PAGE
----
Thursday, March 31, 2005

PITAC report misses the point entirely

The President's Information Technology Advisory Committee has just released their report on Federal support of basic computer/network security research in this country. As you can probably guess from the title, Cyber Security: A Crisis of Prioritization, the report concludes that the government needs to invest in more support for basic security research if it wants to get the technology and the trained professionals it needs to implement a long-term strategy for securing its information assets.

The report is well worth reading, but by focusing on the research angle, it misses a much more important point for the short- and medium-term security of government systems: The US government often does not provide civilian agencies with adequate funding, personnel or training to carry out appropriate security plans. The entire system is predicated upon the assumption that if a mandate comes down, it will be implemented regardless of operational issues such as cost, suitability to the existing computing environment or available manpower.

Until the government stops trying to simply decree security and starts to really get serious about providing agencies with the ability to implement the decrees, we're not going to see much overall improvement in security posture no matter how much research we do.

Thursday, March 17, 2005

33% of IRS Workers Vulnerable to Social Engineers

The Washington Post has an AP story today stating that "more than one third" of the 100 IRS employees tested by the auditors gave up their login information in response to a simple phone call from a fake technician.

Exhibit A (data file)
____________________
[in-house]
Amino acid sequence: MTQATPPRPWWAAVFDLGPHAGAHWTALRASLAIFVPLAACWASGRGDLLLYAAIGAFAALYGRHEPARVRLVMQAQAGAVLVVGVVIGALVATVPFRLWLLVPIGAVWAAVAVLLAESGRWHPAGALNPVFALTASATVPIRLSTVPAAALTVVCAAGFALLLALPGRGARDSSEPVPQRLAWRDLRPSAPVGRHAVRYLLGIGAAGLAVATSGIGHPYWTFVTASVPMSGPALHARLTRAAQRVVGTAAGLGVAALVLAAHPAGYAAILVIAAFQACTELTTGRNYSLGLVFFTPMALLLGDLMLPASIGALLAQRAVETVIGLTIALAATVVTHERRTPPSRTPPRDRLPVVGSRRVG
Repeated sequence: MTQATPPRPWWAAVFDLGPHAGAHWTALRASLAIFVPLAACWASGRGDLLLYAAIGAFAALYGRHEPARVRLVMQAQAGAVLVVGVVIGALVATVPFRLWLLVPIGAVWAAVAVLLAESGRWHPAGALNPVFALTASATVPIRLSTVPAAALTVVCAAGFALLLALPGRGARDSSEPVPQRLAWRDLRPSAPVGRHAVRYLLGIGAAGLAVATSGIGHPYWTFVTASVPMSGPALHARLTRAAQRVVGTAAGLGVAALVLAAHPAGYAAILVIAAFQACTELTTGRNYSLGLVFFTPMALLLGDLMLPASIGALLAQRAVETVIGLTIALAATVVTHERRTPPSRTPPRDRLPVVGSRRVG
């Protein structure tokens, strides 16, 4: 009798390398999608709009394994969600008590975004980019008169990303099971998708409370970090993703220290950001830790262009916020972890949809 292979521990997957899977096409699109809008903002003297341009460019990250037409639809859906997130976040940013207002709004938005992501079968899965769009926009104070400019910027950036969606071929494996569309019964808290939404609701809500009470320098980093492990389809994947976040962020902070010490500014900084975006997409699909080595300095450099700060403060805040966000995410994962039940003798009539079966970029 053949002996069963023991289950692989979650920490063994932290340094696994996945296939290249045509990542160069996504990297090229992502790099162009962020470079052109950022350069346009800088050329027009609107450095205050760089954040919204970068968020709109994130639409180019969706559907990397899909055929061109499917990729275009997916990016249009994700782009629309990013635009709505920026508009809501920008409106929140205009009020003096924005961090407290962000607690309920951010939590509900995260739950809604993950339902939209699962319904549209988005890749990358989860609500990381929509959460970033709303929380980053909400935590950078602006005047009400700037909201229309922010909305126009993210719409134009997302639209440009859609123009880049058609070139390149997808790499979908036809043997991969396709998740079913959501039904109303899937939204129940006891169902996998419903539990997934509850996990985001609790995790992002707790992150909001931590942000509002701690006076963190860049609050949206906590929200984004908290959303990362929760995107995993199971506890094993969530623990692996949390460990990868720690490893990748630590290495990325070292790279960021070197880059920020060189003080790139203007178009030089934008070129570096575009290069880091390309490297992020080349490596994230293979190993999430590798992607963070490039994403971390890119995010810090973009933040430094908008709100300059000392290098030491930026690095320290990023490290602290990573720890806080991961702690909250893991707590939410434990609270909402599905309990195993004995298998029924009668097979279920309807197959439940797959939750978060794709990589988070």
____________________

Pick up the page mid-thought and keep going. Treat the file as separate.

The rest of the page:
Apparently this was a big increase over the last test 4 years ago, when 71% of those called cooperated, but I think it'd take a lot of guts to try to spin this as an improvement.

Monday, March 07, 2005

NSA Recommends Suite B Encryption Algorithms

The National Security Agency employs some of the US's (and probably the world's) best cryptographers, so when they talk codes & ciphers, people listen. I didn't notice this bit of news when it first happened, but last month the NSA recommended a suite of cryptographic algorithms known as Suite B for use in encrypting sensitive but unclassified data.

The biggest news here is that the NSA is finally recommending a set of algorithms that includes public key cryptography, Elliptic Curve Cryptography (ECC) in this case. Suite B also includes several other algorithms, such as an ECC variant of the Diffie-Hellman key exchange protocol and non-public key schemes, like AES and SHA. Some of the components of Suite B are public standards, but apparently the core ECC technology itself is licensed from Ontario, CA based Certicom. Good news for them, certainly, but I'm not entirely sure what this means for those of us in the Open Source world. You can read their official press release here.

On a final note, these articles raised a question in my mind that I haven't seen anyone else ask yet... What was in Suite A, and why wasn't it approved instead?

Friday, March 04, 2005

Global DNS Cache Poisoning?

SANS's Internet Storm Center is tracking a possible global DNS cache poisoning attempt for several high profile web sites like Google, eBay and Read their preliminary diary entry here, and let them know if you're seeing the same thing.

Remotely identifying computers via clock skew

ZDNet Australia is reporting that a University of California doctoral student has developed a technique for telling different computers apart over the network by detecting their clock skew. According to this article, the technique works behind NAT devices and over long periods of time, even if devices move around a lot.

I need to read the research paper in order to decide whether I believe this or not, but it sounds plausible. Unfortunately, the paper is not yet available.

UPDATE [2005-03-04 12:42]: The paper is indeed available, and can be found here.

Thursday, March 03, 2005

Good take on RHEL's SELinux

Andy Oram has an interesting article on his blog about how his approach to RedHat's targetting SELinux policies changed once he really thought about their intended deployment model. I won't give away the ending, but you can read it for yourself.